Artist and designer Lize Mogel came to the Center for Civic Media to discuss "Counter-cartography" a practice that uses maps and mapping to challenge the mainstream narrative of a site or history, from a political or activist perspective.
The Boston Globe's 68 blocks series is a unique experiment in embedded local journalism.
In 2012, the Boston Globe undertook a year-long effort to understand the Bowdoin-Geneva neighborhood of Dorchester. For decades, journalists had been reporting shootings and homicides there -- rushing to crime scenes and then leaving to file an article on time. The Globe wanted to tell a more complete story of the neighborhood.
From SmarterChild to the Low Orbit Ion Cannon to Horse_ebooks, humans have relationships of varying quality with bots. Mostly it’s commercial spam. But sometimes it’s less benign: for instance, the 2012 Mexican elections saw thousands of Twitter bots published by one candidate’s side denouncing the opposition with a flood of messages. There are countless examples of bots used for nefarious purposes, in America, Iran and elsewhere. What would a future look like where instead we see a proliferation of bots for positive civic engagement? Could we automate the distribution of civic information and education? Manipulate information flows to improve our welfare? Engineer reverse-Distributed-Denial-of-Service attacks? Should we? This panel takes a critical look at the discourse around, and architecture of, information overload to facilitate an important and timely debate around the engineering, usefulness, and ethics of bots for civic engagement.
The panel introduces themselves with an icebreaker question posed by Erhardt Graeff: "What is your favorite civic bot and why?"
Submitted by kanarinka on February 27, 2013 - 11:17am
On Friday, February 22nd, 2013, the White House held its first ever hackathon. Twenty-one coders, data scientists, and user experience designers from around the country joined seven members of the White House’s development team to work on the first We the People API. I had the great privilege of participating in this event. (Dude! I went to the White House to hack! Ok, back to journalist voice).
Submitted by kanarinka on January 26, 2013 - 7:36am
Last fall the Center for Civic Media launched a new partnership with the Boston Globe, the preeminent newspaper in the Boston and New England region. Part of this partnership means that we get access to the last year or so of their archives via their alpha API. And one of the first things we noticed about the API data is that Boston Globe reporters have to enter a location for their news story.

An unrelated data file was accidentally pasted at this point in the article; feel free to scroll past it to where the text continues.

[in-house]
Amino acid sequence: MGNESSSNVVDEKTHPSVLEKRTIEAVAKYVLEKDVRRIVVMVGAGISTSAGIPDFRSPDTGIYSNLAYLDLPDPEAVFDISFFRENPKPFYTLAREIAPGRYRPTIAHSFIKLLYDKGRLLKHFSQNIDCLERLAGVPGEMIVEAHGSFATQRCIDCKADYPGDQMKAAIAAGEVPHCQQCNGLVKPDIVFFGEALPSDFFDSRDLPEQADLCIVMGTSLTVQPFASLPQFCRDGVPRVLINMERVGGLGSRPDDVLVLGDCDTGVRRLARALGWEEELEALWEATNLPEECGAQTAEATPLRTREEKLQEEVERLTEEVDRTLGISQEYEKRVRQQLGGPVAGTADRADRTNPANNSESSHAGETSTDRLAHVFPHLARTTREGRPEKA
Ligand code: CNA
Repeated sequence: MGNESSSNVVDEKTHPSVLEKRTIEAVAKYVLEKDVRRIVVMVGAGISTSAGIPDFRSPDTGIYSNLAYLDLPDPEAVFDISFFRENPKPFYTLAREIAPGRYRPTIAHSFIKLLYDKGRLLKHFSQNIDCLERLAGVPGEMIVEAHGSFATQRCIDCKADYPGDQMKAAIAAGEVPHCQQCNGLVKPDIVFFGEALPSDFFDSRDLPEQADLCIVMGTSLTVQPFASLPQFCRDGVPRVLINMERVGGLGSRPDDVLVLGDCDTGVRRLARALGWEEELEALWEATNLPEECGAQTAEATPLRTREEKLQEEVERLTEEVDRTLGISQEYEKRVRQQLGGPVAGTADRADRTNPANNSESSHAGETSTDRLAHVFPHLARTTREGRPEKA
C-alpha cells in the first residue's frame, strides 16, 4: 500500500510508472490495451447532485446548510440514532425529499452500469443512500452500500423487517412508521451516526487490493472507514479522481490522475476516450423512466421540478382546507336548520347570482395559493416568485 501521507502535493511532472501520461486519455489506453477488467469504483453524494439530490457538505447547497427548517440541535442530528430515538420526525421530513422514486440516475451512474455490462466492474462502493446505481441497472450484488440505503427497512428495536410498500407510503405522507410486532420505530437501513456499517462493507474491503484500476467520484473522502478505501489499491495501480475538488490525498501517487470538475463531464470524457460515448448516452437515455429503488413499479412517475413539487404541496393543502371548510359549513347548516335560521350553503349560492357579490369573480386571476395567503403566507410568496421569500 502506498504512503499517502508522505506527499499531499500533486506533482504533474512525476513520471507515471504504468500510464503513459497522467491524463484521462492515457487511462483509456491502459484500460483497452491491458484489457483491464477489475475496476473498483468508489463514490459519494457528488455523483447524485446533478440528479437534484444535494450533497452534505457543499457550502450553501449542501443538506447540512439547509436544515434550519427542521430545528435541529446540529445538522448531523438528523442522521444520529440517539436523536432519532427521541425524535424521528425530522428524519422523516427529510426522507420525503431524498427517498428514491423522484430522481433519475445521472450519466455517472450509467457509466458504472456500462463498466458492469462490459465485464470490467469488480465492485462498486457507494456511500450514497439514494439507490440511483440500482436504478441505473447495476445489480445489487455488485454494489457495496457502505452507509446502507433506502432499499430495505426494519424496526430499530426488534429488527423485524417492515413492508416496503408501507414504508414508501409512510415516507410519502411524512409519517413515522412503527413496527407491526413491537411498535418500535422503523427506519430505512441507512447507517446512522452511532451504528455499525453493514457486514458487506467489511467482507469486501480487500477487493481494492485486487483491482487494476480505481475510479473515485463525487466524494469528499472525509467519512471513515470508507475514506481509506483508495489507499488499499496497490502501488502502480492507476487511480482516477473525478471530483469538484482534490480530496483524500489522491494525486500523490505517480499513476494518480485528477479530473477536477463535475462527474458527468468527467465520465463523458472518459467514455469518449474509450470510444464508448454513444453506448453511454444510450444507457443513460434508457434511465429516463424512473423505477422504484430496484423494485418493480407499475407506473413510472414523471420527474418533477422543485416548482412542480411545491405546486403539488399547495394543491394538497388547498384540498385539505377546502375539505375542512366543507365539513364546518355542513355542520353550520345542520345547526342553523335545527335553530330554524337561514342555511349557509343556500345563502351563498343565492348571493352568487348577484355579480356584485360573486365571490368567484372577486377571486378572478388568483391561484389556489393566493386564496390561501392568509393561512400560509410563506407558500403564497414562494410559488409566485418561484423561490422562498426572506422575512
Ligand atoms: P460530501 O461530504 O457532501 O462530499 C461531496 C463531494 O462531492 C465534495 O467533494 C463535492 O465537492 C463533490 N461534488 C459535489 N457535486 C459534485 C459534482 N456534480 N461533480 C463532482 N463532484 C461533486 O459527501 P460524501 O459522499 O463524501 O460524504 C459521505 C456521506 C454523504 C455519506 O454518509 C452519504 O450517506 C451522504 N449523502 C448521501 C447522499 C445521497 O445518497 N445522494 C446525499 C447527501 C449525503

At the Center, we think that media attention matters - in both quantity and quality. This geodata provided a perfect entry to studying how media attention from the Boston Globe plays out spatially across Boston neighborhoods and Massachusetts towns. And with access to the text of the articles associated with different places, we could start to answer some questions about not just the amount of media attention a place receives but how that attention is framed.
Submitted by kanarinka on December 18, 2012 - 11:34am
Erase the Border is a project that took place on the US-Mexico border in May 2012 and continues on the Internet. In May 2012, O'odham activist/artist Ofelia Rivas and I worked with a group of Tohono O'odham youth from the village of Ali Jegk to create a symbolic action to "erase" the US-Mexico border fence on the O'odham's land.
During the Urban Code conference, panelists and attendees will address how big urban data is impacting cities, urban systems and urban communities. You can monitor the twitter conversation at #urbancode.
Tonight's opening panel "On Topic" there will be five speakers. Each will do a 5-minute pecha kucha-style presentation and then we'll break for more in-depth conversation. The panelists in speaking order are:
Submitted by kanarinka on November 2, 2012 - 5:51pm
Nitin Sawhney is a graduate of the MIT Media Lab and taught in the Art, Culture Technology program at MIT. He is currently an Assistant Professor of Media Studies at the New School in New York City, and a research affiliate with the Center for Civic Media.
Nitin starts by showing some photos of lower east Manhattan where he currently lives. The hurricane has severely affected his area and travel in that area remains slow.